40 years ago the Westerns’ reign ended

A crisp spring Sunday in 1973 sees a Western Class 52 diesel hydraulic idle off Brunel’s superb Saltash bridge as it heads the daily Penzance to Kensington milk train out of Cornwall into Devon and along the sinuous section of the GWR on the way to Plymouth and beyond.
A crisp spring Sunday in 1973 sees a Western Class 52 diesel hydraulic idle off Brunel’s superb Saltash bridge as it heads the daily Penzance to Kensington milk train out of Cornwall into Devon and along the sinuous section of the GWR on the way to Plymouth and beyond.

The Westerns were withdrawn on 28th February 1977, 40 years ago!

The Diesel Hydraulic Westerns were withdrawn 40 years ago today. They had developed a following somewhat similar to steam engines that had been withdrawn only 10 years earlier, and were the first of the express diesel engines to be superseded by the High Speed Train (HST).

I’m not sure I ever saw a Western before withdrawal, as the Deltics were my thing living in East Anglia; but I’ve got a soft spot for them having seen them in preservation.  They seemed to rekindle the spirit of trainspotting and railway enthusiasm which had died somewhat after steam, probably because like steam engines they were kept in a decrepid state towards the end of their working lives.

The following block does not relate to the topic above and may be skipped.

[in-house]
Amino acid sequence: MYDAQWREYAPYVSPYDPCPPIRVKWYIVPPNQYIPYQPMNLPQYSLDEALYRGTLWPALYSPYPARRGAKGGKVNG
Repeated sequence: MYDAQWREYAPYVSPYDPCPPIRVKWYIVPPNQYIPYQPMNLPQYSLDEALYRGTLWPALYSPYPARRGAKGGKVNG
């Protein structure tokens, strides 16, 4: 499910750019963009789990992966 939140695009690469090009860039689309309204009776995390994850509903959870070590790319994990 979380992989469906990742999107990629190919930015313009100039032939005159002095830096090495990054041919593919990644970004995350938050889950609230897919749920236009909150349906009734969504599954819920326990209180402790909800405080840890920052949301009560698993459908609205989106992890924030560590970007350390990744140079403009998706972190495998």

Peter Hutchinson managed to take some evocative shots of the class when they still held sway on the Western Region, and his shots will be uploaded soon to the Lineside Photographics website.

Peter’s shot of this Western heading the daily milk train out of Cornwall towards London embodies everything about the Western Region; Brunel’s iconic Saltash Bridge, the Western Region’s decision to go it alone with diesel-hydraulic traction and a milk train. Whilst the bridge still stands, and some Westerns were preserved, the milk train is from a bygone age, replaced by articulated lorries.

The Westerns really started the new-age of enthusiasts ‘bashing’ trains, the Deltics quickly followed and then it was the Class 40s and Class 37s which seemed to be the last of the old-guard of BR diesels with a cult following. Oh for it to be 1977 again!

 

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